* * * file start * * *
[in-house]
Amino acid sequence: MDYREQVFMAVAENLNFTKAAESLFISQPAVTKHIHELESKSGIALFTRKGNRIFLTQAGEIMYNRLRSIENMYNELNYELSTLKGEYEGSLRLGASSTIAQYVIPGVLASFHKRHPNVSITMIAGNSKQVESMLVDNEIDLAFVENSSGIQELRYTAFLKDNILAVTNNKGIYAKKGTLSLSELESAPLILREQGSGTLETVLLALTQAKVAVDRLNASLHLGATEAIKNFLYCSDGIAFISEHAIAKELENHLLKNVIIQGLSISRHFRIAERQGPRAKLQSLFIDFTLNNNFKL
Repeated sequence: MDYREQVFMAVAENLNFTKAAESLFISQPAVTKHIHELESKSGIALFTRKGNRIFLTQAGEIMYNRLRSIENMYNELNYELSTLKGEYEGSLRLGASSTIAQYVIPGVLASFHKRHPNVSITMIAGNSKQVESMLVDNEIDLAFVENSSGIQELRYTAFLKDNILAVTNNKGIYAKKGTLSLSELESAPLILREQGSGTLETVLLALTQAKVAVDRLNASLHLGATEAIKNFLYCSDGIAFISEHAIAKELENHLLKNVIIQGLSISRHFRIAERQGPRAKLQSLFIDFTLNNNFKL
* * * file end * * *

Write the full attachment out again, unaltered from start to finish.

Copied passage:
[in-house]
Amino acid sequence: MDYREQVFMAVAENLNFTKAAESLFISQPAVTKHIHELESKSGIALFTRKGNRIFLTQAGEIMYNRLRSIENMYNELNYELSTLKGEYEGSLRLGASSTIAQYVIPGVLASFHKRHPNVSITMIAGNSKQVESMLVDNEIDLAFVENSSGIQELRYTAFLKDNILAVTNNKGIYAKKGTLSLSELESAPLILREQGSGTLETVLLALTQAKVAVDRLNASLHLGATEAIKNFLYCSDGIAFISEHAIAKELENHLLKNVIIQGLSISRHFRIAERQGPRAKLQSLFIDFTLNNNFKL
Repeated sequence: MDYREQVFMAVAENLNFTKAAESLFISQPAVTKHIHELESKSGIALFTRKGNRIFLTQAGEIMYNRLRSIENMYNELNYELSTLKGEYEGSLRLGASSTIAQYVIPGVLASFHKRHPNVSITMIAGNSKQVESMLVDNEIDLAFVENSSGIQELRYTAFLKDNILAVTNNKGIYAKKGTLSLSELESAPLILREQGSGTLETVLLALTQAKVAVDRLNASLHLGATEAIKNFLYCSDGIAFISEHAIAKELENHLLKNVIIQGLSISRHFRIAERQGPRAKLQSLFIDFTLNNNFKL